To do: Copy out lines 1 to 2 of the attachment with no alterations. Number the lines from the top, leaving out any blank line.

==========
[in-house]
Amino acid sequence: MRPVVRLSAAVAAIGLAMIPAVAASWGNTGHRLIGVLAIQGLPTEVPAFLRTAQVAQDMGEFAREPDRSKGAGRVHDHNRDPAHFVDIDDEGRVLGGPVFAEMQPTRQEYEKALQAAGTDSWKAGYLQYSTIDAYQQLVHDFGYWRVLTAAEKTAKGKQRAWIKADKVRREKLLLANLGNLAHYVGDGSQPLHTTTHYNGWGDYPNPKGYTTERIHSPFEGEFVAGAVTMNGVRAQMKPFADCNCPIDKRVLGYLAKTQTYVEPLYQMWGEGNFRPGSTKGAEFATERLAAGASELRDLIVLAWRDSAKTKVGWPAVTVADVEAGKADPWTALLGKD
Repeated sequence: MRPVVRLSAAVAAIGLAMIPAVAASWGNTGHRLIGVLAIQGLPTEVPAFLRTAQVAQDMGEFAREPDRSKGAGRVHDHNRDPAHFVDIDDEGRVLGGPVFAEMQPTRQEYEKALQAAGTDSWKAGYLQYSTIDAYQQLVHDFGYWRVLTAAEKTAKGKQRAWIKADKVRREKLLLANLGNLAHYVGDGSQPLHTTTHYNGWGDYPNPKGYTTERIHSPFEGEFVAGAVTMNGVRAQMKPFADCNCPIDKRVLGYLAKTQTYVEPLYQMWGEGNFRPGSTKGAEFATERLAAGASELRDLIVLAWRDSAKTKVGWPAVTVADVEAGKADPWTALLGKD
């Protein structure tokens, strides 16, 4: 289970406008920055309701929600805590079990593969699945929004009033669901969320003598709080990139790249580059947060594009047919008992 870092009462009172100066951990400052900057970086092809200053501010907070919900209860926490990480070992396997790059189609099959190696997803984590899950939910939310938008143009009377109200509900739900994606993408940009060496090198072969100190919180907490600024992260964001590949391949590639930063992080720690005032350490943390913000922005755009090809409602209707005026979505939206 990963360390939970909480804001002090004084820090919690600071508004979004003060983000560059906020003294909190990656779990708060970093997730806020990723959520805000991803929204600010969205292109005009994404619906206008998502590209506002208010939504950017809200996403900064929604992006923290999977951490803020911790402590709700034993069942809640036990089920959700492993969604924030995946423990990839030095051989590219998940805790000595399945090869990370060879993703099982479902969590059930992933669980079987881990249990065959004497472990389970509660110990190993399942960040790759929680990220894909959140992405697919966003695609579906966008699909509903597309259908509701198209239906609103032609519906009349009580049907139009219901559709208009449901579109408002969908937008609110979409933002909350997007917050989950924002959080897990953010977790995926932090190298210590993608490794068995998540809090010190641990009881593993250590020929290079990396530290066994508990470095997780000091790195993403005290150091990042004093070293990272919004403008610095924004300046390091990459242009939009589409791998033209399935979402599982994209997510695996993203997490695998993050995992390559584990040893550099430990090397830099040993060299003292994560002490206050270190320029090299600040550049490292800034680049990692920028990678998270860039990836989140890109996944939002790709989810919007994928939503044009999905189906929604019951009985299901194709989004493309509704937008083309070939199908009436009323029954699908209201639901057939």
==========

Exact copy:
[in-house]
Amino acid sequence: MRPVVRLSAAVAAIGLAMIPAVAASWGNTGHRLIGVLAIQGLPTEVPAFLRTAQVAQDMGEFAREPDRSKGAGRVHDHNRDPAHFVDIDDEGRVLGGPVFAEMQPTRQEYEKALQAAGTDSWKAGYLQYSTIDAYQQLVHDFGYWRVLTAAEKTAKGKQRAWIKADKVRREKLLLANLGNLAHYVGDGSQPLHTTTHYNGWGDYPNPKGYTTERIHSPFEGEFVAGAVTMNGVRAQMKPFADCNCPIDKRVLGYLAKTQTYVEPLYQMWGEGNFRPGSTKGAEFATERLAAGASELRDLIVLAWRDSAKTKVGWPAVTVADVEAGKADPWTALLGKD